This is a method of localised thumb, finger or elbow pressure on the same points of the meridians as used in acupuncture. By applying pressure on specific points relating to the condition, energy may be either stimulated or sedated.
- Muscle energy techniques (MET)
Muscle energy techniques are a form of therapy that utilises the energy of the muscle in an isometric or isotonic fashion bringing about a lengthening or toning of the muscle.
- Vodder lymphatic drainage therapy
It was devised by Dr Emil Vodder in France in the 1930's, specifically to work on the lymphatic system of the body. It differs greatly to traditional massage in that it uses an extremely light touch that moves lymph fluid from the tissues towards the major lymph vessels, nodes and back into the general blood circulation. It has proven effective in the treatment of many conditions such as tonsillitis, sinusitis, nervousness, hypertension and much more. It is used pre and post operatively in many European hospitals by trained therapists for conditions such as mastectomy, where it helps to prevent the pooling of lymph fluid in the arms following removal of lymph nodes and damage of lymph vessels. By combining any of these techniques, the therapist has truly created a holistic form of body therapy for the client and the results speak for themselves.
Understand your body and mind.
Many times over the years, I have come across clients who have chronic injuries presenting to be treated, that have occurred and re-occurred over long periods of time. When asked why they have taken so long to do anything, the usual replies are that they were too busy, the injury was better after a few days so I didn't bother having it treated or they ignored the pain and continued doing the same things. In most cases that I see, when people choose to ignore an injury, they can return to their work or lifestyle for a while, especially if they are young, but the body will tell you in no uncertain way when it has had enough. Every time the injury happens, it seems to take only a minute movement to re-injure the same site and the pain and time of recovery is more intense and longer to recover.
Once an injury occurs, it is difficult to bring a full recovery to the injury and a weakness exists to present when we are under stress and strain the next time.
Ideally, it would be beneficial for the client to seek treatment soon after the initial injury from a therapist to achieve best results. But I believe it is necessary to look deeper into why this injury has occurred and continuing to happen. What is going on in the client's life? Are they under stress? Is their work or lifestyle repetitious, boring- possibly depressed. Is there an emotional factor from their past that manifests when under stress causing injury? In other words, the client has to be seen in a holistic approach, recognising that these emotional factors can create injury and disease by the way of our internal dialogue in our mind and the resulting thoughts and words that result from this process. If those thoughts are positive, we are able to cope with what life brings us, we are energetic with a happy disposition, everything we do comes easily. Our body responds to this way of being by better flexibility, more endurance, it functions at its ideal state, we can use our body to perform functions that seem to require little effort. We are mentally more focused, alert, with a strong sense of purpose. As the saying goes" We are in the flow".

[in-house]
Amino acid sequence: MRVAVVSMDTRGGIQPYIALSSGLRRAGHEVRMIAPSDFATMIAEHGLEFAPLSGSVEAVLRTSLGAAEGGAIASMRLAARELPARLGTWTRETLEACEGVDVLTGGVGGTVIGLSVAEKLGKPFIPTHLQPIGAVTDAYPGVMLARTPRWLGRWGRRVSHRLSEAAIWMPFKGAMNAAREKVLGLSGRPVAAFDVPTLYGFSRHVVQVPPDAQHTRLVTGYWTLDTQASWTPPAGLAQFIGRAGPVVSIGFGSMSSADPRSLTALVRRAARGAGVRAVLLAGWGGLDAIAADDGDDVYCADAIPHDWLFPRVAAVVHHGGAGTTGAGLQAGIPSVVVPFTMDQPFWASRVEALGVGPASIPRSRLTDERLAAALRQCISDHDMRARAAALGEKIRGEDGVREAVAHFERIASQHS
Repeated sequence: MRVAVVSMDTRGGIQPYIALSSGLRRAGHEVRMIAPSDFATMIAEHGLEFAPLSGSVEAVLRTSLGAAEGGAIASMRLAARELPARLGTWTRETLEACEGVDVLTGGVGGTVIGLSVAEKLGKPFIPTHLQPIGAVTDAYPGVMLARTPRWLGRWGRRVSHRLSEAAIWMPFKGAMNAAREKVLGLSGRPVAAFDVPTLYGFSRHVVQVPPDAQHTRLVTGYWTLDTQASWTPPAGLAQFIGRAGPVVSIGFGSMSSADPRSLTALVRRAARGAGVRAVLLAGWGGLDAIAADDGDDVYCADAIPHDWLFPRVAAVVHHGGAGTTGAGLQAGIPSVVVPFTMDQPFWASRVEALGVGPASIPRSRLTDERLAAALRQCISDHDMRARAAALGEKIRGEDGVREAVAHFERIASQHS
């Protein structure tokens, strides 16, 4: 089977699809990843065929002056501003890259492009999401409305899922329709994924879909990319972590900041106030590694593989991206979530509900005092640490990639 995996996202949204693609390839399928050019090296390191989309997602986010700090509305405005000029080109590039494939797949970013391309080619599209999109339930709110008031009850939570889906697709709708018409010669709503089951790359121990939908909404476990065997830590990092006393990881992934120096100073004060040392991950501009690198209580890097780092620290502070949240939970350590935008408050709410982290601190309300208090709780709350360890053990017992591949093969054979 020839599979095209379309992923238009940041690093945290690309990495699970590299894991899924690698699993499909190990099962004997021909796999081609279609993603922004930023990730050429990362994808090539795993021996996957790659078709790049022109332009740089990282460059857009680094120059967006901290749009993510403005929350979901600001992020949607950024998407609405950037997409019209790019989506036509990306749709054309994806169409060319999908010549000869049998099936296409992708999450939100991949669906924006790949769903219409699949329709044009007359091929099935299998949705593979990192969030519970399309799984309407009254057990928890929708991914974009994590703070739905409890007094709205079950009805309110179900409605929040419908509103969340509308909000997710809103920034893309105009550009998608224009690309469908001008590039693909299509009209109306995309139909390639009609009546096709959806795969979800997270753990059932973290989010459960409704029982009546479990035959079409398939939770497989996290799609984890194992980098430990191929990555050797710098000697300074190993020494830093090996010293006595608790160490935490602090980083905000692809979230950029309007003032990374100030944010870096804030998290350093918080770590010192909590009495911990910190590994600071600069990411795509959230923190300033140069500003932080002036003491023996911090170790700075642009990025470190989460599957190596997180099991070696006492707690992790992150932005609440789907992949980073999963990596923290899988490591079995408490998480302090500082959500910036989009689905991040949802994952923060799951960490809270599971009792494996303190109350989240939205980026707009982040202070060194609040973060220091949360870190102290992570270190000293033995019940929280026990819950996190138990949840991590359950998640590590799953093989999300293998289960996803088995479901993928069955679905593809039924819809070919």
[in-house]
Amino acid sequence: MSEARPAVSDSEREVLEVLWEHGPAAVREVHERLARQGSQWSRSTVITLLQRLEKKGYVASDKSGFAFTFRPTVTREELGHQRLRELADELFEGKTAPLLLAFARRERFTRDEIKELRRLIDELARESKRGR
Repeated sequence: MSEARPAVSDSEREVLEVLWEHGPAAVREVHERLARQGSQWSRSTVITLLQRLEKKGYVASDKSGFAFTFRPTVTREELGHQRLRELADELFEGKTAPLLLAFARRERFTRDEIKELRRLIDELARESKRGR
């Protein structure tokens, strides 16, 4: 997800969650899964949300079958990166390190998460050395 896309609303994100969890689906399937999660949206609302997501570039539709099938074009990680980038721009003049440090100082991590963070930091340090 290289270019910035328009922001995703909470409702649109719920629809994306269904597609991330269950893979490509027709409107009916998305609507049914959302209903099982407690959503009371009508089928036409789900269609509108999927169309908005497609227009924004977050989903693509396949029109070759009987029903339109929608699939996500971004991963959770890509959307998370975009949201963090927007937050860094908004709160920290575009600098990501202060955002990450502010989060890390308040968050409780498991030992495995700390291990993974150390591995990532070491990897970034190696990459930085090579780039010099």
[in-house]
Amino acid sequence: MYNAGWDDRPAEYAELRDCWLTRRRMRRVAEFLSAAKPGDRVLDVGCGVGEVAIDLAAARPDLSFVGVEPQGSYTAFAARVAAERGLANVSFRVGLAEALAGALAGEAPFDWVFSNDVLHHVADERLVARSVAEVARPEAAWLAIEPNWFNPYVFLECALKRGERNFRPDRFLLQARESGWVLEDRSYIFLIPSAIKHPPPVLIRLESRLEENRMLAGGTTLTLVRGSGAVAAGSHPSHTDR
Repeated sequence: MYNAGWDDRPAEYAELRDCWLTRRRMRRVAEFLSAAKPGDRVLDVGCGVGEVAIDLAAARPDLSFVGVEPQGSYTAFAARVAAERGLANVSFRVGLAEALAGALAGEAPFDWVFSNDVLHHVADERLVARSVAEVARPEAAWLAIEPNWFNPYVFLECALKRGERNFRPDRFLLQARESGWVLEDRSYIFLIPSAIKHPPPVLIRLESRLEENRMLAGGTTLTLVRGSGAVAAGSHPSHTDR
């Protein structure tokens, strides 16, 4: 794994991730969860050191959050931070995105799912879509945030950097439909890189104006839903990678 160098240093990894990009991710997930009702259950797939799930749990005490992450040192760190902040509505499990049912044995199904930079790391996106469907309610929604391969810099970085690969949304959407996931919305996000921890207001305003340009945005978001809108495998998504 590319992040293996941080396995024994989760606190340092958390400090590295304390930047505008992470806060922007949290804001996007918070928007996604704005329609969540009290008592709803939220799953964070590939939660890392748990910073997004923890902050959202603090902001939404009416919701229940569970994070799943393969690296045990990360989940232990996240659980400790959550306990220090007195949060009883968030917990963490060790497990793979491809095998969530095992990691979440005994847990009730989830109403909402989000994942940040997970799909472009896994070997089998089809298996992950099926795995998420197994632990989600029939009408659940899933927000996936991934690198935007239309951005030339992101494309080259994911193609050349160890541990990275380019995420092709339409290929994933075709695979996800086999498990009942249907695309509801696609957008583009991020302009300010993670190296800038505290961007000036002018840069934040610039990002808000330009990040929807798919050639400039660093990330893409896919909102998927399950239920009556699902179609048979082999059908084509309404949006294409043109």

On the contrary, when we are full of fear, doubt, stressed, depressed, emotionally drained, we are listening to the negative dialogue in our mind and the thoughts and words we use will affect us in our beliefs and experiences. Of course, they will be negative and have an effect on all levels of our being-mentally, physically and spiritually. Every time I have a client with shoulder problems, I bring up the idea that the shoulders can carry our emotional baggage on them, such as Atlas carried the weight of the world on his shoulders, so do people carry the weight of their emotional world on their shoulders. You can see the "light bulb moment" when they realise that what is happening in their life is affecting them. Their muscles tend to be tight, very little blood flow, painful, stiff, making their life miserable and unable to do basic things. In fact, many clients do not know what it feels to be relaxed, they have lived with stress throughout their body for so long it becomes the normal feeling for them. When I ask them to relax an area, clients find it difficult, even impossible to do it. I do this to create an awareness for the client , to become more in touch with their body and to help establish a basic understanding of relaxed and tight muscles. Once that becomes understood by the client, results from treatment are quicker and more lasting. This relaxing exercise helps improve their understanding of their body, and the power of thought and the value of positive thoughts and words to create positive actions physically, mentally and spiritually.
So when you have an injury, feeling stressed, unhappy with life, doing the same thing at work over and over, your mind has a million thoughts, take the time to explore your thoughts, the dialogue in your mind, listen to the soft voice in your head( the first voice rather than the second one) hear the words that you say(whether positive or negative), find some time to be alone with your thoughts in meditation and tune into your body to feel any sore or tense spots. Start from the top of your head and move down through your body to your toes, paying attention to any areas that feel tight or sore and spend some time in these areas until they feel relaxed. I wish you a happy, contented, positive life enjoyed on all levels of your being.